Clearly, more than taste is at stake. In Taco USA, food is a symbol of a historic and ongoing culture clash between Mexico and the United States, a theme of  Arellano’s weekly columns, which include Should We Deport Illegal-Immigrant Gang Members Back to Mexico?, Should We Create a Marshall Plan for Mexico? and Can President Barack Obama Be Blamed for Mexico’s Woes?

The book also hints at larger tension between Mexico and the U.S. In June, President Obama signaled a shift in immigration policy, catering to an increasingly large and increasingly influential Latino population. Oliver Stone’s new thriller Savages  and a recent New York Times Magazine article about  how Sinaloa, a Mexican cocaine cartel makes its billions both speak to the “drug war” that plagues both countries. The lead image in Love, Money, and Other People’s Children, a July 13 photo essay in the  Times Magazine,  is Luz, a nanny from Mexico. Americans may love Mexican food, but the relationship between the U.S. and Mexico remains complex and divisive.

Back in high school, three of my friends had a short-lived band called The Tacos. Their only song was “Tacos from Hell.” I forget the verses, but the chorus went like this: “We ain’t no burritos/Nachos or fajitas/All we are is some meat in a shell/Prepare to eat a taco from hell.” Immaturity aside, the song confirms Arellano’s main point: Mexican food and “Mexican” food are now as quintessentially American as  teenagers who start rock bands. And no matter what the song says, tacos are clearly from heaven.

Keith Meatto is editor in chief of Frontier Psychiatrist. He recently reviewed two new novels: The Listeners by Leni Zumas and Flea Circus by Mandy Keifetz. His last food-based article was a review of Tom Mueller’s Extra Virginity: The Sublime and Scandalous World of Olive Oil. He loves tacos.


2 Responses to "Run for the Border: A Review of Gustavo Arellano, Taco USA"

[…] Meatto is editor in chief of Frontier Psychiatrist. His recent book reviews include: Taco USA by Gustavo Arellano, a dual review of The Listeners by Leni Zumas and Flea Circus by Mandy Keifetz, and The Secret of […]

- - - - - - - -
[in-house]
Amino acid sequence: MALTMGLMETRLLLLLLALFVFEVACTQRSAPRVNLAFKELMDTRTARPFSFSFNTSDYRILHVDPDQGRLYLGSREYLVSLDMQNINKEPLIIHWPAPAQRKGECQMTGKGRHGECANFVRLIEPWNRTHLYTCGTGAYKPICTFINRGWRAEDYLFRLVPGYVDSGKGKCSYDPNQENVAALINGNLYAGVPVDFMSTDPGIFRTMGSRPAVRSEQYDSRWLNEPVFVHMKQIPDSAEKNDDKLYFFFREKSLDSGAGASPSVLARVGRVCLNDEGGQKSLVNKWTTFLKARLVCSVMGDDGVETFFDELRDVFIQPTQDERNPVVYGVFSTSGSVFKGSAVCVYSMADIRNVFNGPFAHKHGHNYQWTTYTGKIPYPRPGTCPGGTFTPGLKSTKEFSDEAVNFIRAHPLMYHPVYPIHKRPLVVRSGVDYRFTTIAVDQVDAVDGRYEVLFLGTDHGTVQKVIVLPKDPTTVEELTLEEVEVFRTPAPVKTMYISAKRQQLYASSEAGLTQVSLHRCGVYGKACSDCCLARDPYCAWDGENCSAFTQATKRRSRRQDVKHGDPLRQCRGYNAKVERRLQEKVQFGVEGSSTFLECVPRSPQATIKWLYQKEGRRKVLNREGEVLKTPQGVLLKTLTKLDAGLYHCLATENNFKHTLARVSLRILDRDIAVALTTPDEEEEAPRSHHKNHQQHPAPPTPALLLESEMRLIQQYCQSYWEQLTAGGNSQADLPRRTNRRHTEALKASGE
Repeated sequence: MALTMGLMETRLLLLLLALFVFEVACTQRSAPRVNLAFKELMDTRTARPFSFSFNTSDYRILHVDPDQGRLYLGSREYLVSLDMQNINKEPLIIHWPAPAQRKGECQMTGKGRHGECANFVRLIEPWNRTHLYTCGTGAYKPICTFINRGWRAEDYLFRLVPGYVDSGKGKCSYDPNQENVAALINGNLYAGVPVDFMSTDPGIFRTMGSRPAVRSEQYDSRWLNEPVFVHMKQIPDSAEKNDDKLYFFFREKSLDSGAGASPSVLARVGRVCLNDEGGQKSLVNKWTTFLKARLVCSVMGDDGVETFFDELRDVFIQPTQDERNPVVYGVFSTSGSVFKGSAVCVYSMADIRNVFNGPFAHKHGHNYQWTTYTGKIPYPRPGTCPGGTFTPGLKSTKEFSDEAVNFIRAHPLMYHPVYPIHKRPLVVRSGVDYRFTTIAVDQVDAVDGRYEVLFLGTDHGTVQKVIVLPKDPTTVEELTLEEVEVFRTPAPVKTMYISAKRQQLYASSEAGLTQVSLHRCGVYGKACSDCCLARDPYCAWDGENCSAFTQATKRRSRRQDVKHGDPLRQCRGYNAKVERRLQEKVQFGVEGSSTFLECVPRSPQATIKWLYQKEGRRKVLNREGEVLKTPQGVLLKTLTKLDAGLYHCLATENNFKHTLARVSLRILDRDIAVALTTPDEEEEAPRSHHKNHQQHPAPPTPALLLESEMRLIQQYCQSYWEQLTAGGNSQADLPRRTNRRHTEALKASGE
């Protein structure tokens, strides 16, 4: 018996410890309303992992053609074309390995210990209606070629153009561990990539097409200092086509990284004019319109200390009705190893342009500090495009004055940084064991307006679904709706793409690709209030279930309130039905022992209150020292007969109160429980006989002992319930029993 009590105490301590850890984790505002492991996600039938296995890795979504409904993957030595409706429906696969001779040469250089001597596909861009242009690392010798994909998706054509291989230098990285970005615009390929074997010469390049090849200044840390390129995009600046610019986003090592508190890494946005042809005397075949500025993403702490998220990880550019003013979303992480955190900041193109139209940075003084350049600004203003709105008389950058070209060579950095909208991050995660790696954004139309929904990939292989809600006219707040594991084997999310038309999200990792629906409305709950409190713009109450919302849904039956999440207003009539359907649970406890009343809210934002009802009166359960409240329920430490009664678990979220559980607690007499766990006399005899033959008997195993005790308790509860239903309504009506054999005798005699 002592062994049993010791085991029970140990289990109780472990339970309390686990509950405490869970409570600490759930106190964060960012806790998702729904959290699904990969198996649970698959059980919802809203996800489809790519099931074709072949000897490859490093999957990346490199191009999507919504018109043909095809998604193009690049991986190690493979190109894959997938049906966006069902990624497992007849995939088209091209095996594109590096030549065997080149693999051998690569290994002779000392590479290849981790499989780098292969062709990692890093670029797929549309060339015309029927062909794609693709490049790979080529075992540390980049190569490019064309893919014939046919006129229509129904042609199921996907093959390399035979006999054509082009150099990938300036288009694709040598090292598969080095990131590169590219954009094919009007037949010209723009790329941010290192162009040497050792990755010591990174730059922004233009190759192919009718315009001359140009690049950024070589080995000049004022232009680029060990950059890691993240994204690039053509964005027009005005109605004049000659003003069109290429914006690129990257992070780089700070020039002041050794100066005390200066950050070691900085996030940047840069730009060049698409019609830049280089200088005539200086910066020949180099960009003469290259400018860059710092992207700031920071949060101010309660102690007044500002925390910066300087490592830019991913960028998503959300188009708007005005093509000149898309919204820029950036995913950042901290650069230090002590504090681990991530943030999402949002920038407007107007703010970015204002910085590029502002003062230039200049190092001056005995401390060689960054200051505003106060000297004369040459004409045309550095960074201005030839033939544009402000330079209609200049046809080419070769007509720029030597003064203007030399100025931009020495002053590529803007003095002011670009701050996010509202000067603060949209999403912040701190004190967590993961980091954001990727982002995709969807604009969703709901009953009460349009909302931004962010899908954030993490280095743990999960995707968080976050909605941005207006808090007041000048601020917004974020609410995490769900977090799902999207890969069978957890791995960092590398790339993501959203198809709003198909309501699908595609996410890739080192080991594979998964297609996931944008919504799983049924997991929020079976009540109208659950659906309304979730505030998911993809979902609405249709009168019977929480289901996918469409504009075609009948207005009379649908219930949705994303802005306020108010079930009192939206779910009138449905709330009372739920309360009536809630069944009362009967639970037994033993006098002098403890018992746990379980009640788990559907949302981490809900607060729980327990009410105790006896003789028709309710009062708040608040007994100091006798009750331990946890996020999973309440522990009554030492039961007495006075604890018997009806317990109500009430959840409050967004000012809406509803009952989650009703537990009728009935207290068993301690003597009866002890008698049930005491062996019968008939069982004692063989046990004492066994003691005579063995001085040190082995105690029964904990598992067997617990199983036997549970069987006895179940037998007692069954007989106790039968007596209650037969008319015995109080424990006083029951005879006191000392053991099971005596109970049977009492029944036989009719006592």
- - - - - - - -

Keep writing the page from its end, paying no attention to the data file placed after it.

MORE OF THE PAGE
[…] That Ate the Whale, Rajesh Parameswaran’s I Am An Executioner, and Gustavo Arellano’s Taco USA. He likes to gamble, but not in […]

Leave a Reply

Fill in your details below or click an icon to log in: Logo

You are commenting using your account. Log Out /  Change )

Google+ photo

You are commenting using your Google+ account. Log Out /  Change )

Twitter picture

You are commenting using your Twitter account. Log Out /  Change )

Facebook photo

You are commenting using your Facebook account. Log Out /  Change )


Connecting to %s

Follow Us:

Send Us Your Music:


L.V. Lopez, Publisher
Keith Meatto, Editor-In-Chief
Peter Lillis, Managing Editor
Freya Bellin
Andrew Hertzberg
Franklin Laviola
Gina Myers
Jared Thomas
Jordan Mainzer


James Tadd Adcox
Michael Bakkensen
Sophie Barbasch
John Raymond Barker
Jeffery Berg
P.J. Bezanson
Lee Bob Black
Jessica Blank
Mark Blankenship
Micaela Blei
Amy Braunschweiger
Jeb Brown
Jamie Carr
Laura Carter
Damien Casten
Krissa Corbett Kavouras
Jillian Coneys
Jen Davis
Chris Dippel
Claire Dippel
Amy Elkins
Mike Errico
Alaina Ferris
Lucas Foglia
Fryd Frydendahl
Tyler Gilmore
Tiffany Hairston
Django Haskins
Todd Hido
Paul Houseman
Susan Hyon
Michael Itkoff
Eric Jensen
David S. Jung
Eric Katz
Will Kenton
Michael Kingsbaker
Steven Klein
Katie Kline
Anna Kushner
Jim Knable
Jess Lacher
Chris Landriau
Caitlin Leffel
David Levi
Daniel F. Levin
Carrie Levy
Jim Lillis
Sophie Lyvoff
Max Maddock
Bob McGrory
Chris Lillis Meatto
Mark Meatto
Kevin Mueller
Chris Q. Murphy
Gina Myers
Tim Myers
Alex Nackman
Michael Nicholoff
Elisabeth Nicholson
Nicole Pettigrew
Allyson Paty
Dana Perry
Jared R. Pike
Mayumi Shimose Poe
Marisa Ptak
Sarah Robbins
Anjoli Roy
Beeb Salzer
Terry Selucky
Serious Juice
David Skeist
Suzanne Farrell Smith
Amy Stein
Jay Tarbath
Christianne Tisdale
Phillip Toledano
Joe Trapasso
Sofie van Dam
Jeff Wilser
Susan Worsham
Khaliah Williams
David Wilson
James Yeh
Bernard Yenelouis
Wayan Zoey

Listening To:

Sons of Dionysus

A Transmedia Novel of Myth, Mirth, and the Magical Excess of Youth.